Preventing Tobacco Beetles in Cigars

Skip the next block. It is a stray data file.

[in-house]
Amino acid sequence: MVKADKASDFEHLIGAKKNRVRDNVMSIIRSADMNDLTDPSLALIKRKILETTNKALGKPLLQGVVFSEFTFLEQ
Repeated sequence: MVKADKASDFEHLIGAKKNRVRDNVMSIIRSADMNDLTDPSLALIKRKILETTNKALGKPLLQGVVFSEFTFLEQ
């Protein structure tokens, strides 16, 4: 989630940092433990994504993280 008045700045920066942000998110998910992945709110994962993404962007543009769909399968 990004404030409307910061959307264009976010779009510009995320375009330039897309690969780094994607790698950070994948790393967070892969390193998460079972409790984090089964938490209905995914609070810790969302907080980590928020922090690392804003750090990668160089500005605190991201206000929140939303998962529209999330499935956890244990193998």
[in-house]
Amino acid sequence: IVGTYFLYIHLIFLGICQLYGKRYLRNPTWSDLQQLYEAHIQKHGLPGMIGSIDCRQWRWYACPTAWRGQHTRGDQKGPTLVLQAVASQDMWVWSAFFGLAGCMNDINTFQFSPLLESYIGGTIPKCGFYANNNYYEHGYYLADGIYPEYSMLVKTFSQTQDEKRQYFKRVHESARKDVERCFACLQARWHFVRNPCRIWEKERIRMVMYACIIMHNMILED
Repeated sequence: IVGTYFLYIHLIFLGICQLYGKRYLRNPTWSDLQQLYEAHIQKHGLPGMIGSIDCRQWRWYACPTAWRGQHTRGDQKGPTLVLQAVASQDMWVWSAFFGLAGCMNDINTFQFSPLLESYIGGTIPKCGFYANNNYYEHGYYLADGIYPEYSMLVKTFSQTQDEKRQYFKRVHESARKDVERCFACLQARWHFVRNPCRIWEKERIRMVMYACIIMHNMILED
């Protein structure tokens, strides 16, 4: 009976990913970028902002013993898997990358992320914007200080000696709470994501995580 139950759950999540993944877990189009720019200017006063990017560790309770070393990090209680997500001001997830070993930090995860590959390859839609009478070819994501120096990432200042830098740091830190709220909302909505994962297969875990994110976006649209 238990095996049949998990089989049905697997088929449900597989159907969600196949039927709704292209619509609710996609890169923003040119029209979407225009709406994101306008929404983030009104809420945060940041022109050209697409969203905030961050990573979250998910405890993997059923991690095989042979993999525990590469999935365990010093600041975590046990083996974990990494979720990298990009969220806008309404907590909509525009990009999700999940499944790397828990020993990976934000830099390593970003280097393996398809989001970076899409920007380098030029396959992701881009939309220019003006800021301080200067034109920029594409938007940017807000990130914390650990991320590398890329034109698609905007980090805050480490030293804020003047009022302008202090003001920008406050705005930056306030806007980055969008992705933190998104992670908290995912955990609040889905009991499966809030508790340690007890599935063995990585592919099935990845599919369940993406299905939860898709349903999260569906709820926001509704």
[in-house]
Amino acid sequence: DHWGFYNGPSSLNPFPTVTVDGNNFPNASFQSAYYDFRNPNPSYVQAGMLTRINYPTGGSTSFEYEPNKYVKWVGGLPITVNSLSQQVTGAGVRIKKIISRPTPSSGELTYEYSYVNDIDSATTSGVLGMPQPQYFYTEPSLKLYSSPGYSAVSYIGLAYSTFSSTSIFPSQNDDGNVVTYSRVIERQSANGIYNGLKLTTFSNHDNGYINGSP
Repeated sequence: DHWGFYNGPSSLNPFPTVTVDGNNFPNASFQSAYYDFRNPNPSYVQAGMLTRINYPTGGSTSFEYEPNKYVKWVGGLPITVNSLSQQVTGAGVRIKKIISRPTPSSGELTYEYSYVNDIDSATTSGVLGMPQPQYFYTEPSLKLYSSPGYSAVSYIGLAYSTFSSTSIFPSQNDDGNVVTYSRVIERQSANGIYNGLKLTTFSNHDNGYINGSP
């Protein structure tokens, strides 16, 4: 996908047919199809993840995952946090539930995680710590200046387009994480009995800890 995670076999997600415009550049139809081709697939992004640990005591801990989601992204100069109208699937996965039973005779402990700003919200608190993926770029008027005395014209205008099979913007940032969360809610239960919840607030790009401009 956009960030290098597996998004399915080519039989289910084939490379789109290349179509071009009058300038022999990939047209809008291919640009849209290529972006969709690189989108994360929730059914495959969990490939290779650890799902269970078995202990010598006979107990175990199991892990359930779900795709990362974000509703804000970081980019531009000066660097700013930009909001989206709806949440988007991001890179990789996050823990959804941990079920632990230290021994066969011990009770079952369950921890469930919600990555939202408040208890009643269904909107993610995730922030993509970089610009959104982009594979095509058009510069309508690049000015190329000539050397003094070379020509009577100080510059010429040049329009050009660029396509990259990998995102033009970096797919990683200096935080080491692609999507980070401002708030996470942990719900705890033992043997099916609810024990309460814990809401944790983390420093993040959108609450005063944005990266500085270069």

I hate cigar termites as I call them, commonly refered to as tobacco beetles. I'll never forget my first glimpse into a box of Cuban Montecristo that these heartless monsters shredded. It looked as if the cigars had been shot from a short distance with bird shot sized pellets. All of the care and hard work involved in growing the tobacco, and then handrolling the cigars, all of the endless months and years of aging, and the eventual painful purchase price was all a big waste of time and money. What an absolute disapointment opening this box of cigars on a special occasion would be. It would surely dampen the mood, and probably make it somewhat somber, especially if there are other serious cigar smokers around that understand what has happened. The 2-3 millimeter adult tobacco beetle and his sibling clones can gash their way through a box of precious Monte's just as quick as a box of el cheapo's because they do not discriminate. If you experience repeated infestations, my advice is to deep freeze every cigar that comes into your possession. The process is quite simple: Make a spot in your freezer large enough to accommodate your smokes. Put the cigars, boxes and all, into the freezer for 3 days. Remove them from the freezer after the 72 hour wait and transport them to the lowest shelf in your refrigerator, the crisper it's called on some models. Leave them there for 24 hours. Don't take them directly back into the room atmosphere as this will cause rapid thawing resulting in swelling, which will result in a tear soaked funeral for the smokes. During the wait it's a good idea to clean your humidor with a damp cloth in hopes of catching any of the stray larva which may be resting on the boxes floor. Never use any cleaners or pesticides inside your humidor or it will forever smell of the chemicals applied which will render it useless for the storage of your cigars. Clean, preferably distilled water is the only moisture source you should use when cleaning the walls of your spanish cedar built humidor. Lift the box onto it's side and brush downward with the cloth, cleaning the floor and sending the "no-see-ems" down to the side panel of the box. Pay close attention to the final wipe down in this area, cleaning into the corners and wiping toward the top of the box, or "out" of the open lid, hence sending any loose particles away from your humidors interior surfaces. If it is small enough, lift the humidor overhead with the lid open and the box upside down. Have an assistant reach in with the cloth and wipe the box out. Another great idea is to use compressed air to thoroughly blast away all of the future bugs. Either way you decide to do it, this is an important step towards beetle annihilation so wipe and wipe and then wipe some more. If even one larva is left inside your box, the freezer treated cigars or any other cigars that you add, will probably become re infested. Since beetles prefer a temperature of 74F and above, you should try to keep your humidor at a lower range of around 68F-70F, even a touch cooler is preferable as opposed to warmer. Finally, if all else has failed and your supply has been ravaged by the insatiable muncher of puros, there is one last course of action. Take the entire infested box, cigars and all, and toss it onto a burn pile, douse it with kerosene and throw a match onto it. This method is of course expensive, but the tiny little cries of those notorious devils, and the fact that they can never reproduce and spread their evil seeds to another smokers stash can become a tempting fix for someone frustrated with tobacco beetles.